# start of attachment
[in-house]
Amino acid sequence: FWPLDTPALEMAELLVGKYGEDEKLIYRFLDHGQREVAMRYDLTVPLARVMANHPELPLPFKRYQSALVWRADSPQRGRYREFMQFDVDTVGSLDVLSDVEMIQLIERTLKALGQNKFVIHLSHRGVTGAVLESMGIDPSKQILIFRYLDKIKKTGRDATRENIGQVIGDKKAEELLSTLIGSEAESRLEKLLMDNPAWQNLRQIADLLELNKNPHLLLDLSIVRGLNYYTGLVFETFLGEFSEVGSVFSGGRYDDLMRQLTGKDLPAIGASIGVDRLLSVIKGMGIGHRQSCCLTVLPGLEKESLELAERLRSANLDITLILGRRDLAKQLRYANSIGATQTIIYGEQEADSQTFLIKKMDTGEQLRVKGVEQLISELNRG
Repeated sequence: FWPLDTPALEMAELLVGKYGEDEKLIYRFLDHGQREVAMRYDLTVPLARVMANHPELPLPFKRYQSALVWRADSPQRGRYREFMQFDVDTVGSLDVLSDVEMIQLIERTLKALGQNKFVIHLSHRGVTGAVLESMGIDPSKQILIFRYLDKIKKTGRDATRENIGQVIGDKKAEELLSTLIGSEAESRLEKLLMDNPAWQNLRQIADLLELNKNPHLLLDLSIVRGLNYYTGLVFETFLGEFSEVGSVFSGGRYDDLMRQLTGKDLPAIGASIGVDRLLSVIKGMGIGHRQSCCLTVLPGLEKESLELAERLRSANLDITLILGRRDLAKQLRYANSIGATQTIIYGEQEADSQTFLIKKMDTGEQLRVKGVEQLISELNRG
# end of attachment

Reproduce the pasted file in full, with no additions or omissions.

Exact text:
[in-house]
Amino acid sequence: FWPLDTPALEMAELLVGKYGEDEKLIYRFLDHGQREVAMRYDLTVPLARVMANHPELPLPFKRYQSALVWRADSPQRGRYREFMQFDVDTVGSLDVLSDVEMIQLIERTLKALGQNKFVIHLSHRGVTGAVLESMGIDPSKQILIFRYLDKIKKTGRDATRENIGQVIGDKKAEELLSTLIGSEAESRLEKLLMDNPAWQNLRQIADLLELNKNPHLLLDLSIVRGLNYYTGLVFETFLGEFSEVGSVFSGGRYDDLMRQLTGKDLPAIGASIGVDRLLSVIKGMGIGHRQSCCLTVLPGLEKESLELAERLRSANLDITLILGRRDLAKQLRYANSIGATQTIIYGEQEADSQTFLIKKMDTGEQLRVKGVEQLISELNRG
Repeated sequence: FWPLDTPALEMAELLVGKYGEDEKLIYRFLDHGQREVAMRYDLTVPLARVMANHPELPLPFKRYQSALVWRADSPQRGRYREFMQFDVDTVGSLDVLSDVEMIQLIERTLKALGQNKFVIHLSHRGVTGAVLESMGIDPSKQILIFRYLDKIKKTGRDATRENIGQVIGDKKAEELLSTLIGSEAESRLEKLLMDNPAWQNLRQIADLLELNKNPHLLLDLSIVRGLNYYTGLVFETFLGEFSEVGSVFSGGRYDDLMRQLTGKDLPAIGASIGVDRLLSVIKGMGIGHRQSCCLTVLPGLEKESLELAERLRSANLDITLILGRRDLAKQLRYANSIGATQTIIYGEQEADSQTFLIKKMDTGEQLRVKGVEQLISELNRG